Challenges and Opportunities for Technology Leaders (Part 1 of 2)

Introduction

Ask CIOs and senior technology leaders what they want to be known for and their responses will revolve around ensuring that their organisation meets their strategic goals. Those goals will include providing better public services, increasing customer satisfaction, delivering digital products and giving their colleagues access to the data and insight they need to do a better job. All provided within a framework of better security and being more sustainable.

Recent research undertaken with over 2,000 tech leaders[1] identified three key priorities:

# Improving customer engagement

# Developing new products and services

# Improving operational efficiency

However, ask them what they actually do, and the answer is often very different. The reality is that so much of their team’s time is spent simply trying to keep things running.

Here at 4OC, we’re interested in understanding why that is and working with Tech leaders to identify new ways to bring about the difference they want to make.

The Major Challenges facing Tech Teams

In order to start making real progress, it’s important to delve into the key challenges facing tech teams.

The scope of technology in organisations and hence the breadth of knowledge and skills required of their tech teams has massively increased over the last ten years. Technology is no longer simply a back-office function – organisations are now expected to provide their services and products digitally. Customers expect a seamless experience and staff want to be able to do their jobs and access information from anywhere.

Demand for technology services nearly always outstrips the ability to supply it. This can lead to frustration from the rest of the organisation as their aspirations are not met and in the tech teams who want to work on more interesting and value-added areas.

4OC’s experience with our clients has pointed up that most technology teams experience some combination of the following issues.

Gaps in People Capacity/Capability

Research from Gartner[2] IT executives highlights the talent shortage as the most significant adoption barrier to 64% of emerging technologies. This is not only driving up costs but also slowing down delivery. The pinch is felt particularly hard in the not-for-profit and the public sector who struggle to match the salaries and training opportunities provided by much of the private sector.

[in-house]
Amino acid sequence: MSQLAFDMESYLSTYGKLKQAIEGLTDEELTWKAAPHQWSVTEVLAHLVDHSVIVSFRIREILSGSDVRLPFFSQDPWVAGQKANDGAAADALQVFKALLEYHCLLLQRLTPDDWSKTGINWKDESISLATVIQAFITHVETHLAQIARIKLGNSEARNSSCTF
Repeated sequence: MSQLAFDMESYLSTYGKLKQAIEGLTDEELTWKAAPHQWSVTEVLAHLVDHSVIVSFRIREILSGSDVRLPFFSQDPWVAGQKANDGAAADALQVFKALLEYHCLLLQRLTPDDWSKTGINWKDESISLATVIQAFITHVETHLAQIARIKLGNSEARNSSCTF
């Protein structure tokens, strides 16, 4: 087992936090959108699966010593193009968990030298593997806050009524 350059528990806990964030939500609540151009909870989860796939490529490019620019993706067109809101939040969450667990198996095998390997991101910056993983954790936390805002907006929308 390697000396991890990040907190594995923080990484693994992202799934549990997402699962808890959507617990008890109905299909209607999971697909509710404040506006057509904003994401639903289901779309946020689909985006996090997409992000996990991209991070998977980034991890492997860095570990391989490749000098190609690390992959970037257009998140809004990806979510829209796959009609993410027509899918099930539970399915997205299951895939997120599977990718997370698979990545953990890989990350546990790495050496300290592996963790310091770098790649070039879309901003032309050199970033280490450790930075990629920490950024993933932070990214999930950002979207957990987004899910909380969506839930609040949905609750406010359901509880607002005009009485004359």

Unsuitable Existing / Legacy / Heritage applications

All but the most recent start-ups will have a set of line-of-business applications that have a chequered history, but which remain key to doing business. Our work with organisations has shown that users find many of their existing tech systems are outdated, difficult to use and can be expensive to run. One of the single biggest issues is that the data collected cannot be exploited because old systems struggle to communicate with new systems.

Expectant Customers

Tech has extended from the back office to be front facing, guiding the customer’s journey. Service users have come to expect the organisations they interact with to be digitally competent – they want to be able to access services and information online.

Technology eco-systems need to be working well and transferring information from one system to another seamlessly if organisations are to be truly successful in delivering excellent service across multiple channels. Many organisations are not at this point and lose customers or at best frustrate them.

Data Dreams and Data Reality

Quality joined-up data is crucial. It improves customer experience, operational performance, profitability and product development across the whole organisation. The challenge is that while most tech leaders have a good idea of what is needed to maximise the use of data, there is a lot of work to be done and skills to be developed before the organisation can operate at the pace they need to, to deliver real benefit.

Security

Every technology leader will have had sleepless nights worrying about security. It’s the most difficult area to recruit good skills and one of the hardest areas to justify and prioritise investment – unless there’s already been a serious security breach!  So there needs to be a focus on a strategy that reduces risk.

It’s not easy, but there is a way forward

Although these challenges could leave us feeling overwhelmed and make it difficult to know where to start, there are so many opportunities for tech teams to make a positive impact and it’s this we need to focus on.

Here at 4OC, we are helping organisations utilise the power of digital transformation to overcome business challenges. We have developed Rapid Process Improvement (RPI) which digitally transforms manual business processes into easy-to-use Apps with consistent and assured results, delivering improved operational efficiencies and increased productivity.

Whatever the future post-Covid-19 will hold, the need to design and deliver change – and therefore control the purse strings – around service users and providers will not change. And the need for Local Authorities to continue to be responsive will be a constant.

From Challenge to Opportunity

Find out more about our digital and technology solutions that add real value to organisations, including our Rapid Process Improvement solution.

Look out for Kevin’s next post, due to be published in early January 2022, in which he focuses on the reasons to be positive and how we can tackle some of these challenges. Feel free to email kevin.gallagher@the4oc.com with any comments or questions you have.

 

[1] Digital Leadership Report 2021, published by Harvey Nash (https://www.harveynashgroup.com/dlr)

[2] Gartner’s 2021-2023 Emerging Technology Roadmap Survey